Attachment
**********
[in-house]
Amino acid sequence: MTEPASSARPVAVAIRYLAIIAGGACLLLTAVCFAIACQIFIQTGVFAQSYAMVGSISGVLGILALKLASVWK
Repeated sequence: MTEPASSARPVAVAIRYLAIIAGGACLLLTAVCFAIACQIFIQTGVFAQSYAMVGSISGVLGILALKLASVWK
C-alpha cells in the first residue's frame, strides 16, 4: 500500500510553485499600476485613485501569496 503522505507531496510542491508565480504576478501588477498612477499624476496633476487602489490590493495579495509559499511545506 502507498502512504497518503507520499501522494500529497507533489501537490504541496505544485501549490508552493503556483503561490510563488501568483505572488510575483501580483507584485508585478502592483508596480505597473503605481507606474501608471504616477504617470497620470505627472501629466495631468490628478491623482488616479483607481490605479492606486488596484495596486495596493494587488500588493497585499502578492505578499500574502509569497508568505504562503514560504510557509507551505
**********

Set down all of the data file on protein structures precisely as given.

[in-house]
Amino acid sequence: MTEPASSARPVAVAIRYLAIIAGGACLLLTAVCFAIACQIFIQTGVFAQSYAMVGSISGVLGILALKLASVWK
Repeated sequence: MTEPASSARPVAVAIRYLAIIAGGACLLLTAVCFAIACQIFIQTGVFAQSYAMVGSISGVLGILALKLASVWK
C-alpha cells in the first residue's frame, strides 16, 4: 500500500510553485499600476485613485501569496 503522505507531496510542491508565480504576478501588477498612477499624476496633476487602489490590493495579495509559499511545506 502507498502512504497518503507520499501522494500529497507533489501537490504541496505544485501549490508552493503556483503561490510563488501568483505572488510575483501580483507584485508585478502592483508596480505597473503605481507606474501608471504616477504617470497620470505627472501629466495631468490628478491623482488616479483607481490605479492606486488596484495596486495596493494587488500588493497585499502578492505578499500574502509569497508568505504562503514560504510557509507551505